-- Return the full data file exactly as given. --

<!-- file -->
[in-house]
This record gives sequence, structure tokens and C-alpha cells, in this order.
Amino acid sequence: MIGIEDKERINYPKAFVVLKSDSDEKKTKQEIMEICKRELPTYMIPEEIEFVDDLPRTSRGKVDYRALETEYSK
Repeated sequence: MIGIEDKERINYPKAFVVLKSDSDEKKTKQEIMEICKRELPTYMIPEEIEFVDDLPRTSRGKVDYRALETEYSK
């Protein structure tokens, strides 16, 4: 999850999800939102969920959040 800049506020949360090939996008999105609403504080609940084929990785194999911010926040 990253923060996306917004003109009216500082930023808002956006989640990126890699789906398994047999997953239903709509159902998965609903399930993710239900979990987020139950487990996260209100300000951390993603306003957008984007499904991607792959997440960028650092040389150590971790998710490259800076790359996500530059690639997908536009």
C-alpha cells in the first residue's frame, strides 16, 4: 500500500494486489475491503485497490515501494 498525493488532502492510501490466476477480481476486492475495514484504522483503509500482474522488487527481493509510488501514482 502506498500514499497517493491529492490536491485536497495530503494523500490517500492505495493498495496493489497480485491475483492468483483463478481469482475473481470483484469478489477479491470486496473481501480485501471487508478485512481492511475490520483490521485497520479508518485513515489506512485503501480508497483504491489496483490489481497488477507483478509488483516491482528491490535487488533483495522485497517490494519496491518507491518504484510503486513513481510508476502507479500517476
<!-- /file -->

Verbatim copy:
[in-house]
This record gives sequence, structure tokens and C-alpha cells, in this order.
Amino acid sequence: MIGIEDKERINYPKAFVVLKSDSDEKKTKQEIMEICKRELPTYMIPEEIEFVDDLPRTSRGKVDYRALETEYSK
Repeated sequence: MIGIEDKERINYPKAFVVLKSDSDEKKTKQEIMEICKRELPTYMIPEEIEFVDDLPRTSRGKVDYRALETEYSK
């Protein structure tokens, strides 16, 4: 999850999800939102969920959040 800049506020949360090939996008999105609403504080609940084929990785194999911010926040 990253923060996306917004003109009216500082930023808002956006989640990126890699789906398994047999997953239903709509159902998965609903399930993710239900979990987020139950487990996260209100300000951390993603306003957008984007499904991607792959997440960028650092040389150590971790998710490259800076790359996500530059690639997908536009």
C-alpha cells in the first residue's frame, strides 16, 4: 500500500494486489475491503485497490515501494 498525493488532502492510501490466476477480481476486492475495514484504522483503509500482474522488487527481493509510488501514482 502506498500514499497517493491529492490536491485536497495530503494523500490517500492505495493498495496493489497480485491475483492468483483463478481469482475473481470483484469478489477479491470486496473481501480485501471487508478485512481492511475490520483490521485497520479508518485513515489506512485503501480508497483504491489496483490489481497488477507483478509488483516491482528491490535487488533483495522485497517490494519496491518507491518504484510503486513513481510508476502507479500517476